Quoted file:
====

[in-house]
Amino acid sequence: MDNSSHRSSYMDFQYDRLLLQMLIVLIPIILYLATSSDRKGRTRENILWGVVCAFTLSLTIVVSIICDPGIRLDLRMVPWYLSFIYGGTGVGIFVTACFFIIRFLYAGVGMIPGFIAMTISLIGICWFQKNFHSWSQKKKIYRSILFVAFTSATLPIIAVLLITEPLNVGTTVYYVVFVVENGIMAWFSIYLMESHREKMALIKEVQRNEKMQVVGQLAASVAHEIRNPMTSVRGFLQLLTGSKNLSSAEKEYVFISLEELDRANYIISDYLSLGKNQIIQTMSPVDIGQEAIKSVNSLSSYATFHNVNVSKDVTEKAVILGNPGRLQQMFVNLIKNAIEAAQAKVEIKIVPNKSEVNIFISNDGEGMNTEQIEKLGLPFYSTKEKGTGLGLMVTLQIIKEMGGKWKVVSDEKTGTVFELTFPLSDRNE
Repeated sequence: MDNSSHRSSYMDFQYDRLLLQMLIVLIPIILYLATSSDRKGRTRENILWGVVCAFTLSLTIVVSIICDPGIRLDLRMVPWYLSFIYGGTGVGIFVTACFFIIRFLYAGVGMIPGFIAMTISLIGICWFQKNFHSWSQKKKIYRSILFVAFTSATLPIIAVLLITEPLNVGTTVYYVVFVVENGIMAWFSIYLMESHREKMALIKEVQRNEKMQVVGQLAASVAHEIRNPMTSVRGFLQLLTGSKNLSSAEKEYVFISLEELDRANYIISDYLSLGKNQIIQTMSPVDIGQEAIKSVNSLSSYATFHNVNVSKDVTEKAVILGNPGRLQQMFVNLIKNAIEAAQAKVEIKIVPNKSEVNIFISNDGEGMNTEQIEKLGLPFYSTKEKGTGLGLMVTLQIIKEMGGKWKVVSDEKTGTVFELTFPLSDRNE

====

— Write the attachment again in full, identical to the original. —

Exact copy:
[in-house]
Amino acid sequence: MDNSSHRSSYMDFQYDRLLLQMLIVLIPIILYLATSSDRKGRTRENILWGVVCAFTLSLTIVVSIICDPGIRLDLRMVPWYLSFIYGGTGVGIFVTACFFIIRFLYAGVGMIPGFIAMTISLIGICWFQKNFHSWSQKKKIYRSILFVAFTSATLPIIAVLLITEPLNVGTTVYYVVFVVENGIMAWFSIYLMESHREKMALIKEVQRNEKMQVVGQLAASVAHEIRNPMTSVRGFLQLLTGSKNLSSAEKEYVFISLEELDRANYIISDYLSLGKNQIIQTMSPVDIGQEAIKSVNSLSSYATFHNVNVSKDVTEKAVILGNPGRLQQMFVNLIKNAIEAAQAKVEIKIVPNKSEVNIFISNDGEGMNTEQIEKLGLPFYSTKEKGTGLGLMVTLQIIKEMGGKWKVVSDEKTGTVFELTFPLSDRNE
Repeated sequence: MDNSSHRSSYMDFQYDRLLLQMLIVLIPIILYLATSSDRKGRTRENILWGVVCAFTLSLTIVVSIICDPGIRLDLRMVPWYLSFIYGGTGVGIFVTACFFIIRFLYAGVGMIPGFIAMTISLIGICWFQKNFHSWSQKKKIYRSILFVAFTSATLPIIAVLLITEPLNVGTTVYYVVFVVENGIMAWFSIYLMESHREKMALIKEVQRNEKMQVVGQLAASVAHEIRNPMTSVRGFLQLLTGSKNLSSAEKEYVFISLEELDRANYIISDYLSLGKNQIIQTMSPVDIGQEAIKSVNSLSSYATFHNVNVSKDVTEKAVILGNPGRLQQMFVNLIKNAIEAAQAKVEIKIVPNKSEVNIFISNDGEGMNTEQIEKLGLPFYSTKEKGTGLGLMVTLQIIKEMGGKWKVVSDEKTGTVFELTFPLSDRNE